Distressed S Corporations: Tax Issues Involved in Restructuring

This article provides tax practitioners with guidance, planning opportunities, and awareness of a few traps for the unwary when dealing with distressed S corporations.

April 2009
by Stewart S. Karlinsky and R. Chris Province/The Tax Adviser

The recent economic downturn, coupled with the tightening of the credit market, is affecting all types of businesses, including S corporations. A financially distressed S corporation may have to work with its creditors to restructure debt or satisfy indebtedness in various creative ways in order to ease its financial difficulties. These transactions may include subordinating shareholder debt to a third-party loan, issuing stock to creditors, or soliciting additional capital contributions. This article highlights tax issues and planning opportunities that may arise relative to a distressed S corporation, its shareholders, and its creditors.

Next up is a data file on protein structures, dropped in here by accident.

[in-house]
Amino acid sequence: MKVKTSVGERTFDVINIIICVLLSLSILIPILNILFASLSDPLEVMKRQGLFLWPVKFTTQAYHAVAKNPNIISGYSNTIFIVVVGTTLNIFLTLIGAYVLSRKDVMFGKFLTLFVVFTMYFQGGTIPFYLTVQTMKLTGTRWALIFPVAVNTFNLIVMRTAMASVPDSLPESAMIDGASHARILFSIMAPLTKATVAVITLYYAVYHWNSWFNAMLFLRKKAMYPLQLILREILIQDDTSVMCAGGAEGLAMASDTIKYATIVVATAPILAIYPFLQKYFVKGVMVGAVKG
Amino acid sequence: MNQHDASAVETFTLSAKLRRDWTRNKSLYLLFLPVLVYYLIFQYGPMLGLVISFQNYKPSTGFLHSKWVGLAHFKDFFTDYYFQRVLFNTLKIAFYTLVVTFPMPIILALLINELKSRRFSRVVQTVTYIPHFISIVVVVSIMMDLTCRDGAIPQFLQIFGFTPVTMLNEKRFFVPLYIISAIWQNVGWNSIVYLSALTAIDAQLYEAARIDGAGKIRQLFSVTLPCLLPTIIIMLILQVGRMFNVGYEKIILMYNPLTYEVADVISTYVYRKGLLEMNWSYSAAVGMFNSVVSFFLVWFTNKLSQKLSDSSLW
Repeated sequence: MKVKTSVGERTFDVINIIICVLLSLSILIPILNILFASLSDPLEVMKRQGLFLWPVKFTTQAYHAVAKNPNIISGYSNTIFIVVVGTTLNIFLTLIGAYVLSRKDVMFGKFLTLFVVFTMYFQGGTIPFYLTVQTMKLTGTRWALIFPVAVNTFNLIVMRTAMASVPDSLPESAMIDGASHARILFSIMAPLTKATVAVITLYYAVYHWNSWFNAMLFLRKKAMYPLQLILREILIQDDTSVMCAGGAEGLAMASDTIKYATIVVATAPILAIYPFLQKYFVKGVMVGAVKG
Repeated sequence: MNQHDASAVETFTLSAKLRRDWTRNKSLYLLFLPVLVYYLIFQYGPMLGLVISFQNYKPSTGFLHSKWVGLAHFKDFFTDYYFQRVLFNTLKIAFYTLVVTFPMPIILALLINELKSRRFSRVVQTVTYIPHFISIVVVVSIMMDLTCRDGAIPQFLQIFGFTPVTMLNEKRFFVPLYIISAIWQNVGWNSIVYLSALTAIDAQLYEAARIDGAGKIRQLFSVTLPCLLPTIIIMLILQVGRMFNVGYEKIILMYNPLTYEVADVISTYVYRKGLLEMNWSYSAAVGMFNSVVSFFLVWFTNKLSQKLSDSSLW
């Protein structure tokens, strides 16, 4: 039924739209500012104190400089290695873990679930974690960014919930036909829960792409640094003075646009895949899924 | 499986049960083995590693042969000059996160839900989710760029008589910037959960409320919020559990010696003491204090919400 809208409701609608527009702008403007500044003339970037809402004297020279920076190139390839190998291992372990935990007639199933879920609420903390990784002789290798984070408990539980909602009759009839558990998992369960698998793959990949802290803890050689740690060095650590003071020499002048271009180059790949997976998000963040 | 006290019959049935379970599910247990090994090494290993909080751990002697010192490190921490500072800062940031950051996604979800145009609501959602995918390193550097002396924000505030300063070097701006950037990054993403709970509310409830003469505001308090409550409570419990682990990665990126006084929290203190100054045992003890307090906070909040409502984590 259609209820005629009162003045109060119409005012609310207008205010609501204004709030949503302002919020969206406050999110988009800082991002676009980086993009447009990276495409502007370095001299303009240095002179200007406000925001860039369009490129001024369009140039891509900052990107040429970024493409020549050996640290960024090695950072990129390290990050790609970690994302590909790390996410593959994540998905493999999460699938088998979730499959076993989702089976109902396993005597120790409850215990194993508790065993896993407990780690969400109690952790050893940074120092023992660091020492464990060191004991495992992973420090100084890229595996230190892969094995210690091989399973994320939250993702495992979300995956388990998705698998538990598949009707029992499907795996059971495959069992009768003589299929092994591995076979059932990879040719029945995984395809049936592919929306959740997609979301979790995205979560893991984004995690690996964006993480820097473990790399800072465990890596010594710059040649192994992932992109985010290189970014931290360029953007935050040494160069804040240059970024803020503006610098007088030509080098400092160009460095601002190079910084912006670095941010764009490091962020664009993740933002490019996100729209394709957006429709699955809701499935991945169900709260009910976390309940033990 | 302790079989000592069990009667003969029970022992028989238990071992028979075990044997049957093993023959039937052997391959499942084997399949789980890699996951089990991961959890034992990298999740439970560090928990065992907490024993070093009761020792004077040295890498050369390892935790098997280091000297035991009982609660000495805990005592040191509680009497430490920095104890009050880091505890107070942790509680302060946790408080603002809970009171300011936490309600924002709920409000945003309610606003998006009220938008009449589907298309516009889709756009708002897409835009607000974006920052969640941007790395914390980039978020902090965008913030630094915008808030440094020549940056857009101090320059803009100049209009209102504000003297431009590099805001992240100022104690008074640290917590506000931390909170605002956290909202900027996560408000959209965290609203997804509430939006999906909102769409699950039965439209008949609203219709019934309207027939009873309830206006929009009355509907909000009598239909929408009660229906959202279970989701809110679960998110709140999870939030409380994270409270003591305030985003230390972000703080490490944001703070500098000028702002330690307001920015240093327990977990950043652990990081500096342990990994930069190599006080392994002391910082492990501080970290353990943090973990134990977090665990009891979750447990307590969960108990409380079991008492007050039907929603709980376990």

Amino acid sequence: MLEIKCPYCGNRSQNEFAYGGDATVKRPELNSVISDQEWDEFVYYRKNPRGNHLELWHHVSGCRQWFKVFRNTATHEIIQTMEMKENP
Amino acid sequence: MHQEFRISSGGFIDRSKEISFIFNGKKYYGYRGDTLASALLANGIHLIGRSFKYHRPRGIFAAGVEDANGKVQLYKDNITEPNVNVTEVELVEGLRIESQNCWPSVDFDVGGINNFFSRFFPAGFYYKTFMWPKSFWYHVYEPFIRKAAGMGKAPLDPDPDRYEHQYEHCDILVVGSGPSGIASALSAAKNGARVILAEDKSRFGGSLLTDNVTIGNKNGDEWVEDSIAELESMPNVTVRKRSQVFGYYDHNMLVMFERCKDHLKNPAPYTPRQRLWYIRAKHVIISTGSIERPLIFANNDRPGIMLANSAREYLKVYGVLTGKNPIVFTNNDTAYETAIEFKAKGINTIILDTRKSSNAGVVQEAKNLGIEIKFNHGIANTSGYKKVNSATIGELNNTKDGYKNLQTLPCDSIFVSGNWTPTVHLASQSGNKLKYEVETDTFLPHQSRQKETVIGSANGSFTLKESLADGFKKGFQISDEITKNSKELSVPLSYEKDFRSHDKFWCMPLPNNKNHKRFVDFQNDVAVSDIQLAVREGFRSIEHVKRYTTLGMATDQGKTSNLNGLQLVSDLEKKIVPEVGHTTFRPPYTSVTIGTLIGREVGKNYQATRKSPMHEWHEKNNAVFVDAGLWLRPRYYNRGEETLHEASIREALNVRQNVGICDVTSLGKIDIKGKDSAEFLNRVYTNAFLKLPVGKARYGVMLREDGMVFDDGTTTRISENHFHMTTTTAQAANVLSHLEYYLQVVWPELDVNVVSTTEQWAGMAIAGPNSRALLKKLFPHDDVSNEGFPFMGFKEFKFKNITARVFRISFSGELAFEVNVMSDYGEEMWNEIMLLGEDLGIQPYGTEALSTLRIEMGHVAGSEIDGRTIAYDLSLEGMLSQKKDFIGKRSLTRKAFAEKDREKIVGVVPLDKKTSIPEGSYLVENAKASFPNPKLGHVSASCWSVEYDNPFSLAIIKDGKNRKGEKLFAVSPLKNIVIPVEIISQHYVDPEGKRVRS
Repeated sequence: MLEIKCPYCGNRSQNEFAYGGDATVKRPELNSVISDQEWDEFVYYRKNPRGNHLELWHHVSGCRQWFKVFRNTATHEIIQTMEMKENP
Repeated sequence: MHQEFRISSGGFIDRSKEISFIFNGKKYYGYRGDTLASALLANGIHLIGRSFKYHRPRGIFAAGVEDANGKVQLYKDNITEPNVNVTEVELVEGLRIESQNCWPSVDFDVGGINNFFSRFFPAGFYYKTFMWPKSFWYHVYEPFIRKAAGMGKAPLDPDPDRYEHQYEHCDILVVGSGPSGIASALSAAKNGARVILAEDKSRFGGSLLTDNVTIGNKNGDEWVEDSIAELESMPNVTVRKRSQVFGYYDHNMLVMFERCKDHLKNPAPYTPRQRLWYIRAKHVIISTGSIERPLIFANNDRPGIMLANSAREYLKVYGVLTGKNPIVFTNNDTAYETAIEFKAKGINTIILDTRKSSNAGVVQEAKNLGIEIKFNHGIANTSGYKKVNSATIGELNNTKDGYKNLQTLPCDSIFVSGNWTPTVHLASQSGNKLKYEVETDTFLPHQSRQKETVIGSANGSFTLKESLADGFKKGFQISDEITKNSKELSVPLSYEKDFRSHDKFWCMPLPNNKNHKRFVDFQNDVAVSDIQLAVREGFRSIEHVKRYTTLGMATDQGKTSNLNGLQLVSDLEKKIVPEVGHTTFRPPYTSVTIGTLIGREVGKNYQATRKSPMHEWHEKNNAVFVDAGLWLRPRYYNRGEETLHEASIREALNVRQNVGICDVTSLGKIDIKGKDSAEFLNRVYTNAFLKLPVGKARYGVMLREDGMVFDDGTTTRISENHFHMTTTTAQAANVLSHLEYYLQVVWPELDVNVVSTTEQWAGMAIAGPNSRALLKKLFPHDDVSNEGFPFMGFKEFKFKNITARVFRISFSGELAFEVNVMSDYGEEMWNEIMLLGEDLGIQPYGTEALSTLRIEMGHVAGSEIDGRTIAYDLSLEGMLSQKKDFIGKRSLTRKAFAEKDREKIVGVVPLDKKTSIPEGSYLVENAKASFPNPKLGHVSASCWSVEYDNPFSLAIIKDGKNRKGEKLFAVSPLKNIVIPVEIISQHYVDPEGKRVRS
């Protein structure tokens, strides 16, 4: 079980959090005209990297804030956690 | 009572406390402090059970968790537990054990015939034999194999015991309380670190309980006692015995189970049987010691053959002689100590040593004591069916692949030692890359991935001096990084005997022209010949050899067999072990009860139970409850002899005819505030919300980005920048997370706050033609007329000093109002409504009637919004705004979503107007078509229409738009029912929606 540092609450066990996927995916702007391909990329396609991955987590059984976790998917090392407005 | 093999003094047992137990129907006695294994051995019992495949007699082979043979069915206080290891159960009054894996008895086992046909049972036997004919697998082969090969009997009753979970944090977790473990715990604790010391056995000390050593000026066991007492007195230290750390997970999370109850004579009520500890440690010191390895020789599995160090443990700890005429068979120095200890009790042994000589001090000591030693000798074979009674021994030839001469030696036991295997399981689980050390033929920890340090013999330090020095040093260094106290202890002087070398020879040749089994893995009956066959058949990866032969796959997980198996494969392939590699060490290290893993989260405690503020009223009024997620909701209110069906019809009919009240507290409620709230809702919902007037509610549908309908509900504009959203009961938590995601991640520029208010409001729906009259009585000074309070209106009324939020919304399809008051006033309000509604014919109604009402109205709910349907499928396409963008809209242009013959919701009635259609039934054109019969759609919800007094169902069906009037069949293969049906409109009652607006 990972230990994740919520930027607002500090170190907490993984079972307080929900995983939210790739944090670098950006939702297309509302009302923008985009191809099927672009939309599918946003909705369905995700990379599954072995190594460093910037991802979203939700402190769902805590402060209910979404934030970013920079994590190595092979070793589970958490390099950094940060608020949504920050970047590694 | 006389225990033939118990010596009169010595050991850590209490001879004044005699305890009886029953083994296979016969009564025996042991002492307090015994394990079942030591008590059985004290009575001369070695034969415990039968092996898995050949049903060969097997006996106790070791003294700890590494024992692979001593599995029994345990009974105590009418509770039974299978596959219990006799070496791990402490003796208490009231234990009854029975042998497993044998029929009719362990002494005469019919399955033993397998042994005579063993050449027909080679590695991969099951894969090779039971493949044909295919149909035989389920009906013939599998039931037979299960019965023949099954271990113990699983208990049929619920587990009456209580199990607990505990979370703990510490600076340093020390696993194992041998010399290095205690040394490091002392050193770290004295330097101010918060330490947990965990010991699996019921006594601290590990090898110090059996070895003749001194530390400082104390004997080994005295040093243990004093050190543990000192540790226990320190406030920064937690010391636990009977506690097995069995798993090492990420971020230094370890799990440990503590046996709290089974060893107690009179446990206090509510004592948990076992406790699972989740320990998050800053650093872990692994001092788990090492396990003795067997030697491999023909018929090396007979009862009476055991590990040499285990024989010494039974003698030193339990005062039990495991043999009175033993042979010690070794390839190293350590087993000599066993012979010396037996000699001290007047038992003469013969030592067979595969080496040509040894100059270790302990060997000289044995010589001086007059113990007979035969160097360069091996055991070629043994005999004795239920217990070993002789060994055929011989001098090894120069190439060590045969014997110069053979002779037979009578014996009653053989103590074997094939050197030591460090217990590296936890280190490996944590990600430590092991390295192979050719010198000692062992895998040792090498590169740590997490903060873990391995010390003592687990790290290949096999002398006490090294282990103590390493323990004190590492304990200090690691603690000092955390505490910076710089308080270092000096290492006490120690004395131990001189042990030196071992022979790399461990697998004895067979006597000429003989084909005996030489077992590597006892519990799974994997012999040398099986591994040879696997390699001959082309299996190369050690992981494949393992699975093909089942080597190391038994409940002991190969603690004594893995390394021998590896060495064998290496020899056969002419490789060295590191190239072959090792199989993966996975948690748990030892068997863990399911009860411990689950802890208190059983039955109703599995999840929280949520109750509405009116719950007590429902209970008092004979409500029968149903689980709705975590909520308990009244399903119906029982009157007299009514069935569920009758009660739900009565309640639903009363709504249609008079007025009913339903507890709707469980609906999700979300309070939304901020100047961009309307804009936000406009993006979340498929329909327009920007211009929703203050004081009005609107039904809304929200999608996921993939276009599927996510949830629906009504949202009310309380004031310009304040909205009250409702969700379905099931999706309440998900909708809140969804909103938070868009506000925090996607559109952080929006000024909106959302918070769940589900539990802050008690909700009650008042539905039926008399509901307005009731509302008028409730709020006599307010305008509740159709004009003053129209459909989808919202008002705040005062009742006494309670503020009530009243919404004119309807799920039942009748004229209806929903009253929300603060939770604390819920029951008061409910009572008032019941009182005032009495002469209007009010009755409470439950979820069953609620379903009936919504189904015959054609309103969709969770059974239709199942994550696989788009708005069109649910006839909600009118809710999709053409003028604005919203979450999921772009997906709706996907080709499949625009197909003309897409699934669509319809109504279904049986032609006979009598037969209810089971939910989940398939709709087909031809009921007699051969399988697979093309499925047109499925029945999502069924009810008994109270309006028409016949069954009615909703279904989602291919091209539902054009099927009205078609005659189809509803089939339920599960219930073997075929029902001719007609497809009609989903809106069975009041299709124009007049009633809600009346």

Cancellation of Debt

The general rule of income tax law is that if a taxpayer is relieved of or forgiven indebtedness, it will give rise to ordinary taxable income. However, Sec. 108 lays out exceptions to this rule, such as cases in which the taxpayer is bankrupt under title 11, is insolvent, or has qualified real estate indebtedness. The trade-off for this exclusion from income recognition is that certain taxpayer tax attributes such as net operating losses (NOLs), general business credits (GBCs), minimum tax credits (MTCs), or capital losses (C/Ls) must be reduced. Alternatively, the taxpayer may elect to reduce basis in depreciable assets. Note that the creditor is allowed a tax deduction for the loss even though the debtor may not recognize income.


Another tax provision that often comes into play in debt restructuring is the E reorganization under Sec. 368(a)(1)(E). This rule allows an entity and its creditors and shareholders to restructure the liabilities and equity section of the balance sheet. Some common applications of an E reorganization are converting debt to equity to avoid violating loan covenants or moving shareholder debt from senior to junior status to raise cash. These transactions may be done without triggering recognized gain.

This article has been excerpted from The Tax Adviser. Read the full article here.